Stand der Dinge: Open Access in der Verwaltungsforschung – Open PuMa

From Google translate:

The state of affairs: Open Access in administrative research

What options are available for openly publishing articles and books, what this costs and how authors can refinance these fees.

Chen and Olijhoek 2016 have reviewed 1000 scientific journals worldwide and developed a measure of Open Access (OA) quality. Unfortunately, no specific results for individual research areas, such as administrative sciences, can be read from this study. Among other things, despite the subject of the study, no data is provided here, where you could have understood this yourself! However, Melero et al 2017 take up the instrument developed by Chen and Olijhoek and use it to examine the Spanish journal landscape. Here are the social science journals those with the highest OA rate and the strongest author rights, probably mainly because the journals are published according to this study, especially by educational and research institutions. These usually work in a nonprofit way and do not make a profit with the release.”

The OA effect: new report

“This report presents the first major comparative analysis of usage data for OA and non-OA scholarly books, and provides an informed view of how a book benefits from OA publication. It also highlights the challenges involved in measuring the impact of OA on scholarly books and suggests that there is much to do across the whole scholarly communications network in supporting authors and their funders.”

Sharing the work of sharing Harvard’s research

“In early 2016, the Office for Scholarly Communication (OSC) launched a pilot project to recruit help from around the university to deposit faculty-authored articles in DASH, Harvard’s open-access repository. This project has the full support of the Harvard Library.  In January of this year, the project emerged from the pilot phase, and was officially renamed the Distributed DASH Deposits program, or D3. All Harvard schools have made a start with D3, and the next goal is to scale up.”

UKSCL

“RESEARCHERS RETAIN RE-USE RIGHTS IN THEIR OWN WORK The UK-SCL is an open access policy mechanism which ensures researchers can retain re-use rights in their own work, they retain copyright and they retain the freedom to publish in the journal of their choice (assigning copyright to the publisher if necessary) Re-use rights retention enables early public communication of research findings and use in research and teaching, including online courses. Increased visibility of research outputs greatly improves opportunities for increased impact and citations. A single deposit action under the model policy ensures eligibility for REF2021 and compliance with most funder deposit criteria. Researchers retain copyright and remain free to assign it to the publisher Researchers If an institution adopts the model open access policy, its researchers will retain re-use rights of their work, e.g. for teaching and conferences. Open Access increases the speed and reach of dissemination so that research can be put to use more quickly and by more people. Open Access also improves opportunities for increased citation and impact. Researcher outputs will be eligible for submission to the Research Excellence Framework (REF2021) and will comply with most funder deposit requirements. Funders The UK-SCL is a model open access policy which is aimed at furthering funder aims of a transition towards increased openness in research communication whilst supporting researchers covered under multiple funder policies. Universities Embedding the UK-SCL model terms as part of an institutional Open Access Policy enables research outputs to be made available under terms which go beyond the REF2021 minimum requirements as encouraged by the UK Funding Councils. It facilitates author retention of re-use rights whilst preserving the freedom to publish in the journal of choice.”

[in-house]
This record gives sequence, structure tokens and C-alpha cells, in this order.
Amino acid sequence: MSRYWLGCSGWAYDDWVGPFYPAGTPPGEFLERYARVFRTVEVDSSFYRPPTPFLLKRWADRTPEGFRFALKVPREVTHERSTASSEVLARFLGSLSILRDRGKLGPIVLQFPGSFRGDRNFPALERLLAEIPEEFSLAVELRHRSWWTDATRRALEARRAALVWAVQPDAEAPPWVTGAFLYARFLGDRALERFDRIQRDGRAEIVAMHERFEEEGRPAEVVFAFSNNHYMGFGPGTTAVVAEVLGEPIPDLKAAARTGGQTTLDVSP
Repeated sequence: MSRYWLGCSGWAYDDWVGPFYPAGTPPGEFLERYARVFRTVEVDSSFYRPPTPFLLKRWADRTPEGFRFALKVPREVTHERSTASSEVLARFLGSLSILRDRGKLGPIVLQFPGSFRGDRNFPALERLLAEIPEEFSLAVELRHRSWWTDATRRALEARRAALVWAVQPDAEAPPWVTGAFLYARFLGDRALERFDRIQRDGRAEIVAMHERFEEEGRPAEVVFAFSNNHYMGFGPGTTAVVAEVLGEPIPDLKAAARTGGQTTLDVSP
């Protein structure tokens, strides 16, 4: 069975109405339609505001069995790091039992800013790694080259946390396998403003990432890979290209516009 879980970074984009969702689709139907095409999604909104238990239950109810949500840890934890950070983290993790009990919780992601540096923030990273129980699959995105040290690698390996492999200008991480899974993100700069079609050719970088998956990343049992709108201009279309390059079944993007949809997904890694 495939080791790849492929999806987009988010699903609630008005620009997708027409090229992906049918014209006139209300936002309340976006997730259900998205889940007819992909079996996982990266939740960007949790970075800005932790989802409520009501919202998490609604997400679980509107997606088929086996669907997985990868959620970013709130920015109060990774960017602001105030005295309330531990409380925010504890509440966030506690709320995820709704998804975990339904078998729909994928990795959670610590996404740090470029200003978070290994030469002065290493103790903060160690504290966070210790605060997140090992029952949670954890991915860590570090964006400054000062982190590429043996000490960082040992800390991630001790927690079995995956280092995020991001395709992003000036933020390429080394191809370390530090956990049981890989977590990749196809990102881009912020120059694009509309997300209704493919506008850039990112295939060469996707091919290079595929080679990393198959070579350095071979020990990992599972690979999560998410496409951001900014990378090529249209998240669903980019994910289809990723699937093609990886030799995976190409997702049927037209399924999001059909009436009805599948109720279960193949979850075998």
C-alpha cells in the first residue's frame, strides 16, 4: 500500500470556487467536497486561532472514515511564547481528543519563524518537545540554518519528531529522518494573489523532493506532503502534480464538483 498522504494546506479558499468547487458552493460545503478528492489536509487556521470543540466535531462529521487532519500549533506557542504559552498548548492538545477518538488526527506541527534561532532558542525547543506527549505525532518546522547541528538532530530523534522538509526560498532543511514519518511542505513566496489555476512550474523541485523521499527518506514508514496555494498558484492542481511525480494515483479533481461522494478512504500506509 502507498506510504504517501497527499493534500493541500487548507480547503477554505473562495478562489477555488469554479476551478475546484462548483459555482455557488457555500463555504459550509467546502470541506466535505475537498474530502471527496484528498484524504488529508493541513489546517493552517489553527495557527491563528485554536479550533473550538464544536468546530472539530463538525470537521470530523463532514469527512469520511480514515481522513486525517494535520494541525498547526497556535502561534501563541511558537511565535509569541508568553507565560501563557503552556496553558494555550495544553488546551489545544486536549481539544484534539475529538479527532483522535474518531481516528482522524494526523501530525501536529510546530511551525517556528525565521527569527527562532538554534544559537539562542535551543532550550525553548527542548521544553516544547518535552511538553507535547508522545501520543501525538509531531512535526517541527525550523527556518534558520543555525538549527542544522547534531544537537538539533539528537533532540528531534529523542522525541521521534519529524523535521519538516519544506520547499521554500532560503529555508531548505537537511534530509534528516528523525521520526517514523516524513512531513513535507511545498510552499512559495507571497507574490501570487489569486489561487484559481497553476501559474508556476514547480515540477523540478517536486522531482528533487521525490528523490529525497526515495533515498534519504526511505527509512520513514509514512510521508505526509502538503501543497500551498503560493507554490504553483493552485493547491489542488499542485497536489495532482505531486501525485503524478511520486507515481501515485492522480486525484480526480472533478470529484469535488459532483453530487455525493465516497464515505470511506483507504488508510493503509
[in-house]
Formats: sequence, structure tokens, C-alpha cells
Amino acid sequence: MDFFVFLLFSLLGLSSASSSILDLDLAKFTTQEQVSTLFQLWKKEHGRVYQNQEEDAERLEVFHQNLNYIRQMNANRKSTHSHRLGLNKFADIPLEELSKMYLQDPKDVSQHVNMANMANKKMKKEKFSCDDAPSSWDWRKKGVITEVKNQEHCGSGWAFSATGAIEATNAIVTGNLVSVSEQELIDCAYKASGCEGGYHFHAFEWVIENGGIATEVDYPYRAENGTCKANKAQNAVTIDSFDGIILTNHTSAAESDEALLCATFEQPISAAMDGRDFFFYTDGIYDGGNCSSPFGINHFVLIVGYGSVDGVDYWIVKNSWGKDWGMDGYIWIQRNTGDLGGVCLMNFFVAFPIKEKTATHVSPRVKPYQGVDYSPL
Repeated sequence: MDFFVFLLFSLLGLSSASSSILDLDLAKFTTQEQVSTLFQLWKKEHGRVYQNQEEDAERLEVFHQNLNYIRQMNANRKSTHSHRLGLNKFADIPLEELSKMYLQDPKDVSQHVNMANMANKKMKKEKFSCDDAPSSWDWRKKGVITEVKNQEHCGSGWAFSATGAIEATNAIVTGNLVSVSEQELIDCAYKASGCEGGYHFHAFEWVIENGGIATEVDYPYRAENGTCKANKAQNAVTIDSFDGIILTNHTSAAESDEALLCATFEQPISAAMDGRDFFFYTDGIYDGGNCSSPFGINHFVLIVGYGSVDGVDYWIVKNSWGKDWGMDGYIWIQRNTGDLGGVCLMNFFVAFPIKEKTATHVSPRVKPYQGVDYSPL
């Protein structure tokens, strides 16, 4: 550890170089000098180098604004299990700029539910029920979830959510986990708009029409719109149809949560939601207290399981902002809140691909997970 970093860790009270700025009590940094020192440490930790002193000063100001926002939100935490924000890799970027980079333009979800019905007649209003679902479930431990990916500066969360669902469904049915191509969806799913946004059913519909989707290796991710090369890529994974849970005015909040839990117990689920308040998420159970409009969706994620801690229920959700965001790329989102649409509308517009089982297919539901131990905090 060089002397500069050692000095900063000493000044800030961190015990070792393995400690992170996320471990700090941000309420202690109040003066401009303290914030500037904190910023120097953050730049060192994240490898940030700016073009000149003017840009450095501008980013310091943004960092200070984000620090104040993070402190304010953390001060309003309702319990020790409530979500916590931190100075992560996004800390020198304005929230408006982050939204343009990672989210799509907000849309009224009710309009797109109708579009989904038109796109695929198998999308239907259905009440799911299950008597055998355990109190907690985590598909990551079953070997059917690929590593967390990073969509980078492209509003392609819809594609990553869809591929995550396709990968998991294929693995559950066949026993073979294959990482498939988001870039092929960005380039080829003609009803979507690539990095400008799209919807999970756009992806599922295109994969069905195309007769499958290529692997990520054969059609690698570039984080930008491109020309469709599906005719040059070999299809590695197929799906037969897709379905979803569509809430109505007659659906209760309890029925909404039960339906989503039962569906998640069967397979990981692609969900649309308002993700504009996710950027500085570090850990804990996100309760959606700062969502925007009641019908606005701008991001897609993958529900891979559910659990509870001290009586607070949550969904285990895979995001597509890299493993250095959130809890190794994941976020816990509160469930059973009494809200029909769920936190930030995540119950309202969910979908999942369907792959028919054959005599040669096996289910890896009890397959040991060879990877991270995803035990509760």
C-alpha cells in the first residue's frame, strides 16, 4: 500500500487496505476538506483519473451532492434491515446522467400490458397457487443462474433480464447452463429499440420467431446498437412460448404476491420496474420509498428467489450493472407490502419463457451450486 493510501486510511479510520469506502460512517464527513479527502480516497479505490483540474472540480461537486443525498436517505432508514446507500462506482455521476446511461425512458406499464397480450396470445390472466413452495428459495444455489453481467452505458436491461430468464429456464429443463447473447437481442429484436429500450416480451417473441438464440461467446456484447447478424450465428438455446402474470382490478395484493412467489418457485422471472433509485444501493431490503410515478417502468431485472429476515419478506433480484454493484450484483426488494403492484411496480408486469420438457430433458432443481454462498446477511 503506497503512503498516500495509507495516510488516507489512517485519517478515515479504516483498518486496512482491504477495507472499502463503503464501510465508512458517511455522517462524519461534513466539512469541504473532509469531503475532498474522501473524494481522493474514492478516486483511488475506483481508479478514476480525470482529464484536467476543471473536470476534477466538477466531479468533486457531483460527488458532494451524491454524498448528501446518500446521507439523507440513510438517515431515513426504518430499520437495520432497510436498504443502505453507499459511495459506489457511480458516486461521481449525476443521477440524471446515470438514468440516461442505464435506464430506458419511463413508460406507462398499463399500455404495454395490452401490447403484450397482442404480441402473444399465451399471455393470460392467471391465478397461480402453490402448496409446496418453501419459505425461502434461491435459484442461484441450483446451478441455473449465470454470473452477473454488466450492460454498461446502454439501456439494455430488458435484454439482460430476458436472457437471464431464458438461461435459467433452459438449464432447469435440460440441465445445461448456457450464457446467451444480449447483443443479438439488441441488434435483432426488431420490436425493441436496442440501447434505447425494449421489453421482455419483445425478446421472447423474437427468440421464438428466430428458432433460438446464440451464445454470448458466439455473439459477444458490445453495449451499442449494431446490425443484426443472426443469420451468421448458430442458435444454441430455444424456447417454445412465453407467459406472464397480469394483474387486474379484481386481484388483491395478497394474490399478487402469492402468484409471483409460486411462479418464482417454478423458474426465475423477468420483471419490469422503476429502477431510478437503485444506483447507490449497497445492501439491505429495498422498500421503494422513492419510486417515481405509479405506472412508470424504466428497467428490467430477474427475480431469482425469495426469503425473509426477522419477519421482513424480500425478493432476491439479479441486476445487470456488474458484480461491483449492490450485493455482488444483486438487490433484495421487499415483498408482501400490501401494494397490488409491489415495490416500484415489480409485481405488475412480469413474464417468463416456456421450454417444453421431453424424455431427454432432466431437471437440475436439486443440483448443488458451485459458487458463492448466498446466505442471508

Impact of Open Access – Open Access – LibGuides at Queen’s University Belfast